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Spiritual master Swami Vivekananda was a foody: loved ice cream and dal
Vivekananda's fondness for food has been revealed by Manishankar Mukherjee in his latest book 'The Monk as Man: The Unknown Life of Swami Vivekananda', a work of non-fiction. The book says Vivekananda was fond of Bengali dal 'Kalai' and ice cream.
SO MUCH so that he knew exactly how 'Kalai' should be consumed. Vivekananda advised "his followers to eat the watery part of the 'dal' like the way South Indians do", reported news agency IANS, observing that, "the lentils were difficult to digest." The dal is prepared with split green chillies, salt, a pinch of tumeric and fennel.
Mukherjee did a massive amount of research for a number of years for his book - reading up many books and old newspaper cuttings. According to Mukherjee, "it appears that Swamiji was fond of cream too. “Once when he was eating with his companions in the US and they enquired whether he liked strawberries. Swami Vivekananda answered that 'he had never seen one'".
At this, Narendranath Dutta alias Swami Vivekananda's companions, were surprised and amused. They pointed out that the monk had been eating strawberries every day.
Vivekananda said that the strawberries were covered with cream; "even stones covered with cream would taste good!" as per the book.
Mukherjee in his book writes that Vivekananda's American host, the Legget family with whom the sage was boarding in the US, discovered that the easiest way to keep him at the dinner table was to announce: "There will be ice-cream for dessert".
"Then Vivekananda would wait patiently for his ice-cream like a little boy and consume it with great satisfaction," Mukherjee says in his book, reported IANS.
Ida Ansell, in the book, details another funny incident related to Vivekananda's fondness for ice cream.
"One evening, Swamiji was talking about the different interpretations of heaven and hell in Indian scriptures. Usually after a lecture, his devotees took him to a restaurant... On this particular occasion, it was a very cold night and Swamiji shivered in his raincoat. But in spite of the hellishly cold weather, he chose ice-cream and liked it very much," wrote Mukherjee.
Swami Vivekananda, the Bengali spiritual visionary, has been a source of inspiration to millions of people all over the world due to his democratic and secular opinions on religion and progressive philosophy.
It is perhaps for the first time that a book has detailed Vivekananda's purist, verging on the epicure, delight for food.
Mukherjee illustrates this with more incidents. "Vivekananda once told his disciple Sarat Chandra that 'one who cannot cook cannot be a great monk'. His disciple, native of East Bengal, had once cooked Vivekananda a 'Bangal' platter of 'rice, munger dal (lentils), koi macher jhol (koi fish curry), maccher tak (tangy fish) and maccher shuktuni (bitter fish with vegetables)'. Vivekananda, after eating, said he had never tasted anything like it before.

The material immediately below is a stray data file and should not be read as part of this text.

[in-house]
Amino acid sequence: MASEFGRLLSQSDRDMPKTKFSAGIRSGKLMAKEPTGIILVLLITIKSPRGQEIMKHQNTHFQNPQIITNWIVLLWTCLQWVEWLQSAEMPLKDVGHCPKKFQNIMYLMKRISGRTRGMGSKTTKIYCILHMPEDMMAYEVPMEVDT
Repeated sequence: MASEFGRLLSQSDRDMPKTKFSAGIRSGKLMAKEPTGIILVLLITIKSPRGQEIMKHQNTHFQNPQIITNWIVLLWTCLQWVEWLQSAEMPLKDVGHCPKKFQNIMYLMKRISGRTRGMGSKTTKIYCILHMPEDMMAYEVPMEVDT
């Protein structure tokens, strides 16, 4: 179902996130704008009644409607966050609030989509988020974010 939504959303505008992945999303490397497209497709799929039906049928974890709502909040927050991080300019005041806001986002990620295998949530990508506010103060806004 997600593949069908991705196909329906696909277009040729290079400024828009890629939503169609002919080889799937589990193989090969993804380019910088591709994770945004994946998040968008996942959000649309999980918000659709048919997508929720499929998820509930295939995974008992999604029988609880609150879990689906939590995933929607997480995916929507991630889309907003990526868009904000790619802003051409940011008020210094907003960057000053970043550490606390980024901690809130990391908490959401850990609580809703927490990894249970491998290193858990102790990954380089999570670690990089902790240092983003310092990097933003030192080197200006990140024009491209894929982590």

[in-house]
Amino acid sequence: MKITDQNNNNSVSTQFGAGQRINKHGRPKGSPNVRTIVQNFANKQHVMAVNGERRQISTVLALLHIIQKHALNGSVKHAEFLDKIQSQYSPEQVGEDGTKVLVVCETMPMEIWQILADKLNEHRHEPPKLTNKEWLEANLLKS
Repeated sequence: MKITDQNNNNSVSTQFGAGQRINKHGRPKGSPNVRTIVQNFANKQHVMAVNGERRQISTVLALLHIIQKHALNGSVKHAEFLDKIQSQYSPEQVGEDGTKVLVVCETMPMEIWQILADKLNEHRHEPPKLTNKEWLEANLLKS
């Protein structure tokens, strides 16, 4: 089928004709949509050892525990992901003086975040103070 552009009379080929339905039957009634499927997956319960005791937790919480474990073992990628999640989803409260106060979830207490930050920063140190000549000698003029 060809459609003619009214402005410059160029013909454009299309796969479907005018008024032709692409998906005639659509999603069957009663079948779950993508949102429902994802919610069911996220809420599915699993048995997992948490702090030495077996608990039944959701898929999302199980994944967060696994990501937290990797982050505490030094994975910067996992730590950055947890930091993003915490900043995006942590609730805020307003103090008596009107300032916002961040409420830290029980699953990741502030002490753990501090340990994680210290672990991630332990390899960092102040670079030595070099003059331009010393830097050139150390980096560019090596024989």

The act and joy of eating stayed with the spiritual master till his last moments on Earth.
Mukherjee in his book "The Monk as Man: The Unknown Life of Swami Vivekananda", reveals how a few days before his premature death at the age of 39 from ill health, Vivekananda was found 'gleefully eating chanachur (a hot and spicy mix of chickpeas and nuts) from a saal leaf at Ahiritola in north Kolkata on the bank of Ganges'.
Vivekananda, on July 4, 1902, had a lunch of 'hilsa' fish curry, rice, fried vegetables and a tangy dip (ambol). At 9.30 p.m., after a day of prayer, banter and meditation, he died of a heart attack, says the book.
Considered to be a brilliant spiritual leader of great intellect, Vivekananda’s short life, 1863-1902, was one of achievement. In his younger years Vivekananda was attracted to the agnostic thinking of Western civilization, and also admired science. At the same time he had a burning desire to know the truth. He questioned holy people, asking them if they had seen God.
A meeting with Sri Ramakrishna, who became his master, helped him to dissolve his doubts, and in time he was transformed into a sage with authority to teach. Soon after Ramakrishna's death, Vivekananda renounced worldly life and travelled across India as a monk - empathizing with India's multitude poor.
This encouraged him to seek help from the West. It was at this juncture that he agreed to represent Hinduism at Chicago’s Parliament of Religions in 1893. After this event Vivekananda gained recognition as a spiritual leader having reached a level of spiritual understanding that few possessed.
Then for three years he taught the Vedanta philosophy and religion in America and the UK, and then came back to India to found the Ramakrishna Math and Mission. Vivekananda's lectures and writings, which are immense, can be found in nine hefty volumes.
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